'Hasina won't protect tainted minister'
Bangladesh Prime Minister Sheikh Hasina is unlikely to interfere in the steps initiated by the Election Commission against a cabinet minister and an MP for allegedly influencing local body polls.world Updated: Jan 24, 2009 12:26 IST
Bangladesh Prime Minister Sheikh Hasina is unlikely to interfere in the steps initiated by the Election Commission against a cabinet minister and an MP for allegedly influencing local body polls.
An "annoyed" Hasina will not protect the minister and lawmaker "for tainting the government's image by meddling in Thursday's upazila (sub-district council) elections", a media report said Saturday.
In breach of electoral rules, Fisheries and Livestock Minister Abdul Latif Biswas and Awami League lawmaker Abdur Rahman Bodi interfered in the polls in Belkuchi upazila of Sirajganj and Teknaf of Cox's Bazar.
"What they (Latif and Bodi) have done is an embarrassment to the government. This was never expected," Agriculture Minister Matia Chowdhury, a close political aide of the prime minister, told The Daily Star newspaper.
Chowdhury, who is also an Awami League presidium member, said the Election Commission had every right to take punitive measures against those who had sought to exert influence on the electoral process.
"I think the prime minister won't interfere in the (Election) Commission's move against those responsible," she said.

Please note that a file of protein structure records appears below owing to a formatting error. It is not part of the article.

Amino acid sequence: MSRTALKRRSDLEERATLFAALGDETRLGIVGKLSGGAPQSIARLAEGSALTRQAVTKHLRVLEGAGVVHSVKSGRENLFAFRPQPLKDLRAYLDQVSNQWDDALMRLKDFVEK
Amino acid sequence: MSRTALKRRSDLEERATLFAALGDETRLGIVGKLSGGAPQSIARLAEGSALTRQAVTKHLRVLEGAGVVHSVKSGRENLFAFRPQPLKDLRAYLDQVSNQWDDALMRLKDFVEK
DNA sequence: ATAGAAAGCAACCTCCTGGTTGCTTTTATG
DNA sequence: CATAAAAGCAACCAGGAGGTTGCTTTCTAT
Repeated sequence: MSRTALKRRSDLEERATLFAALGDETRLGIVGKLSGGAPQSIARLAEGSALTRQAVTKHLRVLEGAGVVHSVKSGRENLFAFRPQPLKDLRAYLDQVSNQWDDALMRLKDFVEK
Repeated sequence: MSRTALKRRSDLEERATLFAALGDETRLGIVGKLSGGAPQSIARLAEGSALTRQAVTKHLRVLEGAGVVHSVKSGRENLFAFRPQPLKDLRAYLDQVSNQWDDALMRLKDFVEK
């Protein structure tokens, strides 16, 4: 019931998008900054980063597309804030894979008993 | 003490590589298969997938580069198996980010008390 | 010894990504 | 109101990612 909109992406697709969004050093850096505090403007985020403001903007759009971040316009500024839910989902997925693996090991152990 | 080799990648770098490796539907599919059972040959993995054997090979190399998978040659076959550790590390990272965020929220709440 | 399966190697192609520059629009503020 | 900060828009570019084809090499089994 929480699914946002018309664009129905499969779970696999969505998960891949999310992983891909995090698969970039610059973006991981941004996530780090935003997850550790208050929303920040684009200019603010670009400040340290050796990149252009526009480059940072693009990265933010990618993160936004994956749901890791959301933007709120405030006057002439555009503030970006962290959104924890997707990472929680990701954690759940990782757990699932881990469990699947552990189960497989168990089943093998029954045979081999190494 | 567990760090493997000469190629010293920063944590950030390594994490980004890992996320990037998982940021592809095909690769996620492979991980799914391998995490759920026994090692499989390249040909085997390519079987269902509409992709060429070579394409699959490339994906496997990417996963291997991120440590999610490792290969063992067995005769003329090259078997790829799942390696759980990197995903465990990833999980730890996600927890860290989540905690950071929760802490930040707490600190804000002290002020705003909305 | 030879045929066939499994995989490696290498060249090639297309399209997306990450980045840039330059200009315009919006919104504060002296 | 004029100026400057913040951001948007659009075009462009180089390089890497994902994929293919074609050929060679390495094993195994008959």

Bangladesh's Election Commission has moved to take legal action against Latif and Bodi. As per electoral laws, they face up to seven years in prison and fines for the charges they face.
According tO party sources, Hasina is likely to pull up the minister and lawmaker for disgracing the party at the upcoming Awami League Parliamentary Party meeting. Latif and Bodi would have to explain their actions at the meet and Hasina may even issue warning letters to them, the sources were quoted as saying.
Serious doubts have now been expressed over the credibility of Thursday's upazila parishad polls. The voter turnout across rural Bangladesh was estimated to be low as compared to the parliamentary poll. However, the poll body, which launched a probe, now finds that 67.98 percent people did vote.
New Age newspaper said in an editorial that there was "a big question over quality of upazila polls".
"Election observers said the observed low turnout of voters in the upazila polls following a highly successful holding of the recent parliamentary election with a turnout of over 87 percent had disappointed everybody," The Daily Star said.
Taking place within a month of the Dec 29 parliamentary poll, the upazila parishad elections across Bangladesh was marred by sporadic violence and incidents of rigging, media reports said Friday.